‘Happy To Know That Some People Are Mad:’ Mike Rivard and Club d’Elf
One place where you might find jazz aficionados, electronica addicts, hip-hop
enthusiasts and admirers of the Avant-Garde all congregated under one roof is
at a Club d’Elf show—a rare and peculiar performance, featuring a revolving
door of outlandish and well-versed musicians.
"A few aspects make it more of a club than a band," explained d’Elf founder
and bassist Mike Rivard. "There is a sort of hierarchy: the ones who play a
lot with the group are ranked higher than the ones who sit in once or twice
but once a member of the club, always a member."
Since establishing Club d’Elf in 1998, Rivard has observed his collaborative
effort mutate into 40 artists, who contribute their musical expertise to a
consonant aberration within a greenhouse of bizarre and fresh symphonic
"I want the rhythms to come together," said Rivard "A listener expects the
song to continue a certain way but then we come out of left field and sneak
up on the brain."
Since its inception in the town of Cambridge, Mass., Club d’Elf’s reputation
has unraveled among a handful of nearby cities along the East Coast.
The group’s most recent album entitled, As Above: Live at the Lizard Lounge,
was released in January of 2001. This double disc captures the live
performances of Rivard and Company in a venue, home to Club d’Elf’s biweekly
gig, beginning more than three years ago.
"The people at the club booked us for a night and that was how the band was
born," said Rivard. "I have a friend who books the gigs and he suggested
putting together an evening of improv-trance and drum-n-bass. We tried it out
on a Sunday night and have been playing there ever since."
Aside from Rivard, Club d’Elf features Erik Kerr on drums, Jere Faison on
dagomba drums and samples, Brahim Fribgane on oud, and Jerry Leake on tablas
and percussion, Tom Hall on tenor saxophone. Guest musicians include drummer
Kenwood Dennard, guitarists Reeves Gabrels, Duke Levine and Ian Kennedy, DJ
Logic, DJ C, keyboardists John Medeski and Alain Mallet, and tenor
saxophonists Joe Maneri and Eric Hipp, Tom Halter on trumpet, Mat Maneri on
electric violin, Dr. Didg on didjeridoo and Roberto Cassan on accordion.
"It’s really cool because we have so many different people involved and every
show is different," Rivard explained. "Every night we experience new things
and we get a large audience because the people there are attracted to
different personalities in the shows."
In addition to playing the bass, Rivard also serves as the conductor of the
group. As Above: Live at the Lizard Lounge—a hypnotic representation of the
mind’s interworkings. If both the biological and psychological functions of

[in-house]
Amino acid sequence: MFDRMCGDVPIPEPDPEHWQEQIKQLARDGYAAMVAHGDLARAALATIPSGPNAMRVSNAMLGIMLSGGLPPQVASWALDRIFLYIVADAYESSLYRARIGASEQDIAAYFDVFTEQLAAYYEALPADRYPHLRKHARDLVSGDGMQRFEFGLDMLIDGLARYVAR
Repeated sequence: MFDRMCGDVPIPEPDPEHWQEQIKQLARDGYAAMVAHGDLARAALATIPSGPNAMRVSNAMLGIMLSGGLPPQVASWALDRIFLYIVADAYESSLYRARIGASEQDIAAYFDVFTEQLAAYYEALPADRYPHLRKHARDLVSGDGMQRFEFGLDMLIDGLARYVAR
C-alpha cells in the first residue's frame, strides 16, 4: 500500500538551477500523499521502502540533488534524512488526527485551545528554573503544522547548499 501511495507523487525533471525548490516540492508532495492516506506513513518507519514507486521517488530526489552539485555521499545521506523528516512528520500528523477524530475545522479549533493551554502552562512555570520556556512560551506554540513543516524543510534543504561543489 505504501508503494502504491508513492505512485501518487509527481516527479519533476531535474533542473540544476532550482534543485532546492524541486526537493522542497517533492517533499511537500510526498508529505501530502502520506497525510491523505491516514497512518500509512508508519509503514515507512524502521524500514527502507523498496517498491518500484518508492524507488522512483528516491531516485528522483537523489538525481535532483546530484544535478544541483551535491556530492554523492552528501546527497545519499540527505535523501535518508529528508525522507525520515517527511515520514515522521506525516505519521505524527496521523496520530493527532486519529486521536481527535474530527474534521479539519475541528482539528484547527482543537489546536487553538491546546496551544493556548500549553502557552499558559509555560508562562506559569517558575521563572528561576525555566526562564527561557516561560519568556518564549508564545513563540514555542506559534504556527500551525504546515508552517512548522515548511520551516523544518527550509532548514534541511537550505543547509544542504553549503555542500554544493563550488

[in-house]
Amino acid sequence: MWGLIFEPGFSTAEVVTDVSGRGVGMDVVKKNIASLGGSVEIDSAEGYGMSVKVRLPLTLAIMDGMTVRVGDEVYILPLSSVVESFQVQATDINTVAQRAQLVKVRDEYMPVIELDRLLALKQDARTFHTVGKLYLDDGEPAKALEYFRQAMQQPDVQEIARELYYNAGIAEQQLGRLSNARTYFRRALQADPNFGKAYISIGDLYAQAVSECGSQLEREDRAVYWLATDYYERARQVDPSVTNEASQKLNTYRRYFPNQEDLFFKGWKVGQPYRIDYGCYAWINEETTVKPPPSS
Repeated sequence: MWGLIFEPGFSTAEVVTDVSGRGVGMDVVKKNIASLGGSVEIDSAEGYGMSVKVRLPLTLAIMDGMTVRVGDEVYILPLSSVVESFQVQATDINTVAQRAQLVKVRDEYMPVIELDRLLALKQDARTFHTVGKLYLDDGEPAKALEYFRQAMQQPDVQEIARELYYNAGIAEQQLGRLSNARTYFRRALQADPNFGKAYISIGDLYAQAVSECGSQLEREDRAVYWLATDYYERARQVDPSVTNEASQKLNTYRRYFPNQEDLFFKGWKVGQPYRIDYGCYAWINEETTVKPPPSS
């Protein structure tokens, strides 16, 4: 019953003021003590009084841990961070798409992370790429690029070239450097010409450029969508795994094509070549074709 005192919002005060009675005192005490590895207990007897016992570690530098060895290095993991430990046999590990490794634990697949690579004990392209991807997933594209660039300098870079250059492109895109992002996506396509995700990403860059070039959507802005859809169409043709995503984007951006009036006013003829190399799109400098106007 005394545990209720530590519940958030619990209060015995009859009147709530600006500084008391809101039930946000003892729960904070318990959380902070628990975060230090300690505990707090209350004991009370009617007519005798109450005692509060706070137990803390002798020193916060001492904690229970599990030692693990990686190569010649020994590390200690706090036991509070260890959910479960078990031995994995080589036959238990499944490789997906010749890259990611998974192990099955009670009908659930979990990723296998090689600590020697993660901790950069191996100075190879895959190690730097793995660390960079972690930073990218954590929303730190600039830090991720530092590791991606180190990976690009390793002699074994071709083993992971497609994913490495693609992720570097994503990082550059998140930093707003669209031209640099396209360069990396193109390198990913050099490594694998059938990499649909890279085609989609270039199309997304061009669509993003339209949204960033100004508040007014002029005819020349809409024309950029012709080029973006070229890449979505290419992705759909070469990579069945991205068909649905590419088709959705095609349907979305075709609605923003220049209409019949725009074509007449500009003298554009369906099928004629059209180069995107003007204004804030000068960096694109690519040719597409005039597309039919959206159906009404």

the brain: gushes of Serotonin streaming through the blood; crackling synapse
sparks linking one neuron to the next; nerve rhythms and human desires
spawned in the hypothalamus; could be viewed against music—this album would
serve as the soundtrack.
"People like the record except for one guy who said we were the worst band in
the world," said Rivard. "It’s important to know that we are pissing people
off. I’m happy to know that some people are mad because that means I’m doing
Rivard’s many influences range from DJ Shadow, Fatboy Slim and Squarepusher
to Dave Holland and Dave Douglass to Moroccan and North African rhythms. In
fact, his most recent influences have come from both movies and television
"I like the dark cutting-edge comedies like Mr. Show," he said. "I would like
to be the musical version of shows like Monty Python and The Simpsons and
interpret those really fucked up, dark, twisted and surrealistic elements
through Club d’Elf"
Rivard explained the group’s peculiar name was coined from various forms of
inspiration; the psychedelic to the mythical to the musical.
"A man by the name of Terence McKenna who, is well-known figure in the
psychedelic drug scene was involved with plant based compounds and elf
entities in such hyperdementia," he explained. "When said fast, Club d’Elf
sounds like clubbed elf and so it has that dark and sinister Lord of the
Rings element and as a bass player the word elf is commonly used as an
acronym for extra low frequency. So as you can see, there are many elements
involved in the name."
Rivard continues to spread the word of Club d’Elf, focusing his publicity
towards college students, who dig the "grooved-out" trademark sounds of
Medeski, Martin and Wood; he also hopes to someday book a West Coast tour.
"It’s hard to get the other musicians to come on tour with me because they
are all in other bands," he explained "It’s much easier to book gigs in
unknown territory when you have someone like John Medeski with you because
MMW is known all throughout the country."
Club d’Elf is also nearing completion on a studio album—a 2-year project,
while continuing to gig on a weekly basis at the Lizard Lounge.
"It’s been slow getting the word out, we can’t really take out a half page ad
in Rolling Stone," Rivard concluded. "But soon enough, world dominion will be
ours. Did I say that out loud?"